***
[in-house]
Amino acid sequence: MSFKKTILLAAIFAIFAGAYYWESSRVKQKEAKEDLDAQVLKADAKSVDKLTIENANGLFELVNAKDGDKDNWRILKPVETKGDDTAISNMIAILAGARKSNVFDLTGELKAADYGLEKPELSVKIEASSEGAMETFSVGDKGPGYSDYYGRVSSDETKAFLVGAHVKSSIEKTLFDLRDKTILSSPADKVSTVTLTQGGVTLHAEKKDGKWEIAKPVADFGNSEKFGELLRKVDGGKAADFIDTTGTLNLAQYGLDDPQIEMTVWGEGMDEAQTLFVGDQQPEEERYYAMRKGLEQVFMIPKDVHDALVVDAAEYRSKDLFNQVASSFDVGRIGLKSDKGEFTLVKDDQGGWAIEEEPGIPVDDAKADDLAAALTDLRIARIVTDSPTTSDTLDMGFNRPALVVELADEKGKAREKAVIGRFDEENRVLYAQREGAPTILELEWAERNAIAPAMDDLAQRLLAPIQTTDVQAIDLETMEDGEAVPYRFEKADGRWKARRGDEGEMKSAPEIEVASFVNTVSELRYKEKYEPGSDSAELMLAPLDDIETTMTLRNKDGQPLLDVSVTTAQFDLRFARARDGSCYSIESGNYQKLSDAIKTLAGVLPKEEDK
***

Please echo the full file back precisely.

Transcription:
[in-house]
Amino acid sequence: MSFKKTILLAAIFAIFAGAYYWESSRVKQKEAKEDLDAQVLKADAKSVDKLTIENANGLFELVNAKDGDKDNWRILKPVETKGDDTAISNMIAILAGARKSNVFDLTGELKAADYGLEKPELSVKIEASSEGAMETFSVGDKGPGYSDYYGRVSSDETKAFLVGAHVKSSIEKTLFDLRDKTILSSPADKVSTVTLTQGGVTLHAEKKDGKWEIAKPVADFGNSEKFGELLRKVDGGKAADFIDTTGTLNLAQYGLDDPQIEMTVWGEGMDEAQTLFVGDQQPEEERYYAMRKGLEQVFMIPKDVHDALVVDAAEYRSKDLFNQVASSFDVGRIGLKSDKGEFTLVKDDQGGWAIEEEPGIPVDDAKADDLAAALTDLRIARIVTDSPTTSDTLDMGFNRPALVVELADEKGKAREKAVIGRFDEENRVLYAQREGAPTILELEWAERNAIAPAMDDLAQRLLAPIQTTDVQAIDLETMEDGEAVPYRFEKADGRWKARRGDEGEMKSAPEIEVASFVNTVSELRYKEKYEPGSDSAELMLAPLDDIETTMTLRNKDGQPLLDVSVTTAQFDLRFARARDGSCYSIESGNYQKLSDAIKTLAGVLPKEEDK